Kapil Lakhotia has advocated for the Forest City for more than a decade. And not just because of his job description.
This summer, the King’s University College grad, BA’02 (Economics), took up the post of interim general manager of the London Economic Development Corp. (LEDC). He followed Peter White, who left as LEDC president and CEO to be Western’s new executive director, government relations and strategic partnerships.
Throughout Lakhotia’s 10-year tenure with the organization, he has been responsible for attracting various international investments, including Germany’s Dr. Oetker.
After completing his MA in economics at the University of Waterloo in 2003, Lakhotia moved back to London to work as an economist with the LEDC, later moving into business development. Eager to praise both his alma mater and the Forest City, his job of selling the city proved an easy task.
“I love the city and I think I’m here to stay,” said Lakhotia, originally from the Greater Toronto Area. “You get used to a certain lifestyle in London. It’s hard to complain – the commute times, cost of housing, quality of living. You get used to that and you start expecting it in other communities. The short time I spent in Waterloo and the university there, I just realized it wasn’t the same as what I got in London.
“You start comparing London and you realize very quickly it’s a very nice set-up (here). A lot of people consider the grass as greener on the other side. I’m one to view it as the grass is greener here.”
London’s diversity contributes greatly to its appeal, and to its past, present and future success, Lakhotia said. And the university contributes to the city’s multifaceted economy.
“The unique features of London are such that we have a very diverse economy. We’re not very heavily focused on just one element of manufacturing; we really have quite a broad base of industries. But we’re equally aggressive in the knowledge-based economies, technology, life sciences and so forth,” he noted.
“Increasingly, London’s economy is transitioning into a more knowledge-based economy, a knowledge-intensive economy,” he continued, adding the LEDC is dedicated to partnering with Western on research and development initiatives, such as the Fraunhofer Project Centre at the university’s Advanced Manufacturing Park.
Likewise, Lakhotia is excited about the university’s potential partnership with the city in bolstering the new Medical Innovation and Commercialization Network, noting the initiative is building on a strength sure to benefit the local and medical communities.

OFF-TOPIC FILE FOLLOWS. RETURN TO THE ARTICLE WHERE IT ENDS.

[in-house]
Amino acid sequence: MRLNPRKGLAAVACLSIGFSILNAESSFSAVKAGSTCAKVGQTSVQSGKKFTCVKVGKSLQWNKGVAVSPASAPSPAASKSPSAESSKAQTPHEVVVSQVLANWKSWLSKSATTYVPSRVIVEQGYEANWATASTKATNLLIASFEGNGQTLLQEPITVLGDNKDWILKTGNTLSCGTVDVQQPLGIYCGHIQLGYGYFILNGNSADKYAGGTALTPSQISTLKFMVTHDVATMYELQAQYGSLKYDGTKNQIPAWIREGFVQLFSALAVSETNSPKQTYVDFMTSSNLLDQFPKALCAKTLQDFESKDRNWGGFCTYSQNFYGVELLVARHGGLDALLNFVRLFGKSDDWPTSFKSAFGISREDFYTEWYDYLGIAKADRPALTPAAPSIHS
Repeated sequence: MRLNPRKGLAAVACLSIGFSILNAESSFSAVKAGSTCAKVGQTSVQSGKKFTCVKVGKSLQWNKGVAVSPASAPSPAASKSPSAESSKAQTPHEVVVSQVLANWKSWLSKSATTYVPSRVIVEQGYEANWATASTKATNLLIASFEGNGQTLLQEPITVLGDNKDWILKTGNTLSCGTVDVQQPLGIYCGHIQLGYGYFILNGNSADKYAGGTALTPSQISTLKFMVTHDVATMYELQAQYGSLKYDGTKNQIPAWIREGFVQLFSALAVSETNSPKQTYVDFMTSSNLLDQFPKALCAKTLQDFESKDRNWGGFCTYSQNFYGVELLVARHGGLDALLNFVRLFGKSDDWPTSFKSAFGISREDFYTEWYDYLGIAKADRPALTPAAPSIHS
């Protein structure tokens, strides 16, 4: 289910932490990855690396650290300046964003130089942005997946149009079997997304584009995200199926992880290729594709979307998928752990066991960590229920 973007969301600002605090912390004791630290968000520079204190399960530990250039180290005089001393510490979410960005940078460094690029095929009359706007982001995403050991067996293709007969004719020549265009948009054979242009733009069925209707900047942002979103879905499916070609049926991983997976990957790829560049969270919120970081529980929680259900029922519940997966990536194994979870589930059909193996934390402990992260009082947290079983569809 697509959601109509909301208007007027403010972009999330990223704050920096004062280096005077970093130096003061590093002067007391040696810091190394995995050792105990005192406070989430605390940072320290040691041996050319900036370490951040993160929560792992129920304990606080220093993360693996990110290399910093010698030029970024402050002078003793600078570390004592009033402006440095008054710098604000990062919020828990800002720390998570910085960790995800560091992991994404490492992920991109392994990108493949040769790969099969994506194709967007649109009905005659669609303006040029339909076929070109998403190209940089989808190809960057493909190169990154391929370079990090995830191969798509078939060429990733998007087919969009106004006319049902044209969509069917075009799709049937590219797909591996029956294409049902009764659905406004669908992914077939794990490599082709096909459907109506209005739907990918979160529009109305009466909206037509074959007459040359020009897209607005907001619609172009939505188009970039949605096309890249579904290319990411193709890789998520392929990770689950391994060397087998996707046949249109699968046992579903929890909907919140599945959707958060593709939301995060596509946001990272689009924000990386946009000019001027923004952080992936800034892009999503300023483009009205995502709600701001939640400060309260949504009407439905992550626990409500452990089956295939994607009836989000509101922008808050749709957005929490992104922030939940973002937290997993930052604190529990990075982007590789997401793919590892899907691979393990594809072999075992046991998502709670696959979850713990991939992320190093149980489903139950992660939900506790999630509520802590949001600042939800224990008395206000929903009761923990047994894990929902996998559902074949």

“London is a hub for medical innovation, all the way back from when insulin was discovered, to the modern day, where robotic assisted surgeries are being performed and really novel technologies are coming from London,” he said.
It’s not just the comfortable lifestyle, but also the promise and opportunities London offers that’s keeping Lakhotia, his wife and year-old son rooted in the Forest City.
“The economic development space is very interesting. It’s challenging and it’s very rewarding at the end of the day to come back knowing you’ve made a tangible difference in terms of creating employment opportunities for a lot of people in London,” he explained.
“I’ve gotten a good handle on the entire landscape and I’ve been involved in a lot of planning exercises. I see myself (in the future) still engaged with the LEDC. Creating opportunities for local economies to grow an employment base and create new projects is something I really enjoy doing.”
Having taught Economics at Western throughout the years, Lakhotia hopes to return to the classroom one day. It’s a matter of resources and time for him. In the meantime, he enjoys spending time at home with family, spending time outdoors and keeping fit, alongside a hefty portfolio at work.
“I’ve always enjoyed teaching and at some point, I’d like to come back. It’s just not in the cards for the immediate future. I had a great time at Western; I loved the university and loved the campus. I missed it, when I was at Waterloo.”